In a world full of possibilities due to the advancement of AI, the practice of ghostwriting or ghostwriting is no longer just in human hands, but depends on the algorithm. The limits of ethics are well marked when it comes to plagiarism, but what happens when the only evidence to elucidate the authorship of a work is provided by a machine?
This plot could serve as a springboard for a story written by the queen of noir nordico, Camilla Läckberg. However, the author of this particular detective novel is not Läckberg, a star in her native Sweden who is internationally acclaimed as the Agatha Christie of the 21st century for its vast production of thrillers, children’s stories and titles assigned to various genres. This time, Läckberg is the protagonist.
A few days ago, the Swedish writer had to deny accusations that she had tricked her followers into buying books that were not her full authorship. The rumor became the talk of the Gothenburg Book Fair, held at the end of September. But where does this idea come from?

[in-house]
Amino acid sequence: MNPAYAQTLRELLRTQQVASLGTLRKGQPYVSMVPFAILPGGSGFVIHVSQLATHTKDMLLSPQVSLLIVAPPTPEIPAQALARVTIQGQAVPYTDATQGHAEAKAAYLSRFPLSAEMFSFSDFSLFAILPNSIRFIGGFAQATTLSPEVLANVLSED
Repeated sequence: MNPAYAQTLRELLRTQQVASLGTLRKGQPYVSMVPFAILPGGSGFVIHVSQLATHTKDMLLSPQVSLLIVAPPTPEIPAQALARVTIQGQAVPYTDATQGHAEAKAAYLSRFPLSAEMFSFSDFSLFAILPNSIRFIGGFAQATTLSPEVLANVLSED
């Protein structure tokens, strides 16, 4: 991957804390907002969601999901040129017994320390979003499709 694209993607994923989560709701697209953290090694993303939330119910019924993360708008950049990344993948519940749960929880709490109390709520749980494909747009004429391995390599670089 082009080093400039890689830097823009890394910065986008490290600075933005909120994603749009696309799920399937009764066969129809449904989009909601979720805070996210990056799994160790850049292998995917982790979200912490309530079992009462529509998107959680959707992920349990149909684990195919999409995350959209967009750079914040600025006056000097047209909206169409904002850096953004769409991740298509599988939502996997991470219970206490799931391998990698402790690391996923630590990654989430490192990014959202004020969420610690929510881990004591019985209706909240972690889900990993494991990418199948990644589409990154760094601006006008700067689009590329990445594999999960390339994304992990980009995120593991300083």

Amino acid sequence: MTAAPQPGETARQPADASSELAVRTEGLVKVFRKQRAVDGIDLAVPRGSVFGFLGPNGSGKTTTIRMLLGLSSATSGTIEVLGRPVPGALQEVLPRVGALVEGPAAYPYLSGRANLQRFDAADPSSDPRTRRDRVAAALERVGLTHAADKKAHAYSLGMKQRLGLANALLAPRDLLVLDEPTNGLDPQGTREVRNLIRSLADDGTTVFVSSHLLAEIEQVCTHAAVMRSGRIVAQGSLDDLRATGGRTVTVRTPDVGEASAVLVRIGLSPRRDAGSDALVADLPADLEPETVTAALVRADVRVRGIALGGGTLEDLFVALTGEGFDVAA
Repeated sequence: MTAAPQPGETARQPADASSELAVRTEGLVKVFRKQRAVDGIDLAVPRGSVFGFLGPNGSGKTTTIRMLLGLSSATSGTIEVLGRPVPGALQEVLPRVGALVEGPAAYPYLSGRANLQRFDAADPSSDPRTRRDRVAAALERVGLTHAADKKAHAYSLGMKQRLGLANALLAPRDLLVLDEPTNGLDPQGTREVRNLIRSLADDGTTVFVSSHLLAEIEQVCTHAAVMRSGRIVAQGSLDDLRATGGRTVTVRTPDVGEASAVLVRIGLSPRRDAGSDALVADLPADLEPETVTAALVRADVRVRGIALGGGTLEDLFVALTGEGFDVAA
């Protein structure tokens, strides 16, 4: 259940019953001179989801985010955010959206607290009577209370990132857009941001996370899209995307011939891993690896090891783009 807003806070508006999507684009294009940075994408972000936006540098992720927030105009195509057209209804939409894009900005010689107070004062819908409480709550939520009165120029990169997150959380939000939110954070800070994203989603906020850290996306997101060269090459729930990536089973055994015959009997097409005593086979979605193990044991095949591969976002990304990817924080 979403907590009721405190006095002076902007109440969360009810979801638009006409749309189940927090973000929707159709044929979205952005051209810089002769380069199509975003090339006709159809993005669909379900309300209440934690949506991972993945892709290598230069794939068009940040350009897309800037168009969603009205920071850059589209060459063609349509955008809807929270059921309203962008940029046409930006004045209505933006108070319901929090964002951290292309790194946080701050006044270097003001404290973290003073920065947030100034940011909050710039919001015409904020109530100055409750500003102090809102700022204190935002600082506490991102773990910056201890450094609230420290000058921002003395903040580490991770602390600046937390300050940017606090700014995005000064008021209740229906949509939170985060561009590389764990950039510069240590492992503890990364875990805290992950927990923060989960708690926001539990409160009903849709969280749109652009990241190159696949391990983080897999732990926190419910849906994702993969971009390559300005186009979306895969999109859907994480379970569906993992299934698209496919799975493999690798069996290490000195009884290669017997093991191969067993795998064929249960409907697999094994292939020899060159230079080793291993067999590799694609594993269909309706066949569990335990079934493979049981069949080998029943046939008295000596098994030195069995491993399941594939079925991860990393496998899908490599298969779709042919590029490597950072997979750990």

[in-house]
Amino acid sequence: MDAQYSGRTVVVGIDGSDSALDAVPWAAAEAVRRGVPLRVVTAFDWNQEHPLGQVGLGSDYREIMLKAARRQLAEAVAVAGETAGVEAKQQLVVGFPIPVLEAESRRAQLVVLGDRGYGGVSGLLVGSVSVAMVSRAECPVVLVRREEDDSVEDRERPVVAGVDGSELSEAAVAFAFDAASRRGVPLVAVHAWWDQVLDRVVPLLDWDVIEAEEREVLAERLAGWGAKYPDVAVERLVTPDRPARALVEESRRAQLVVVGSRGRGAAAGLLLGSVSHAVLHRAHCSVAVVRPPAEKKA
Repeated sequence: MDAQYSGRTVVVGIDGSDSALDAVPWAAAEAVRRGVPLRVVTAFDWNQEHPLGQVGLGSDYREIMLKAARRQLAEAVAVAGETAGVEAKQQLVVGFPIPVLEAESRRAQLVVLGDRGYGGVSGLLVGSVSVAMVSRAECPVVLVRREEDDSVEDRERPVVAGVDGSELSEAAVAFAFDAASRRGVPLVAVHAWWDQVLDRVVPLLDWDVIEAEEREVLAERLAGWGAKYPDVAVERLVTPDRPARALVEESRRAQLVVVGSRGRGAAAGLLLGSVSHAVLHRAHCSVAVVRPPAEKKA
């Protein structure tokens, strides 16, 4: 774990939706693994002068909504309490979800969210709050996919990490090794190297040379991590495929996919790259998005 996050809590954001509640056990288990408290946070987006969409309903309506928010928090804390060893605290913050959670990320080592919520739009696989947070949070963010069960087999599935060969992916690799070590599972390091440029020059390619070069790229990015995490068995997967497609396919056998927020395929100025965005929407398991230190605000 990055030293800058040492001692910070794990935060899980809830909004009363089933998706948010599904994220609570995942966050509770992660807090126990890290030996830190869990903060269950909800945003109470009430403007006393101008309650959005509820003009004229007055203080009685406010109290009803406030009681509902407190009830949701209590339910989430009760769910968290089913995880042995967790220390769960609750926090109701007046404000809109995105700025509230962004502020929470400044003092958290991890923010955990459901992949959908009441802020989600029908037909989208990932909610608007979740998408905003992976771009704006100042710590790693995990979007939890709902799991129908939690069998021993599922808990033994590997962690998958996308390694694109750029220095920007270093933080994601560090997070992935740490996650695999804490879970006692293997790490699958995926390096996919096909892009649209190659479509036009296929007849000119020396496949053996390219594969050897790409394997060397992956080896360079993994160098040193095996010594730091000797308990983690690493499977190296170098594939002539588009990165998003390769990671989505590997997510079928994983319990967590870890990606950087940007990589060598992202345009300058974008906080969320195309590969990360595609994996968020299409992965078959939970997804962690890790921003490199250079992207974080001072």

Weeks ago, the Swedish journalist Lapo Lappin examined Läckberg’s novels in a magazine article online Quarterly, using a data “pen” tool for this purpose. This tool analyzes the most common words in a text and processes them using statistical methods and compiling the results in a diagram. The results of the analysis revealed that, just as there was a consistency of style between the different mystery novels set in Fjällbacka, which elevated Läckberg and narrated the adventures of the detective tandem Erica Falck and Patrik Hedström, His most recent works of revenge and suspense differed substantially in substance and form..
Not satisfied with such a finding, the editor of Quarter introduced the books of Sweden’s eight best-selling crime novel writers into another tool, JGAAP: an artificial intelligence program that has already revealed the true identity of the author of The Cuckoo’s Calling in 2013, where JK Rowling used the pseudonym Robert Galbraith to publish.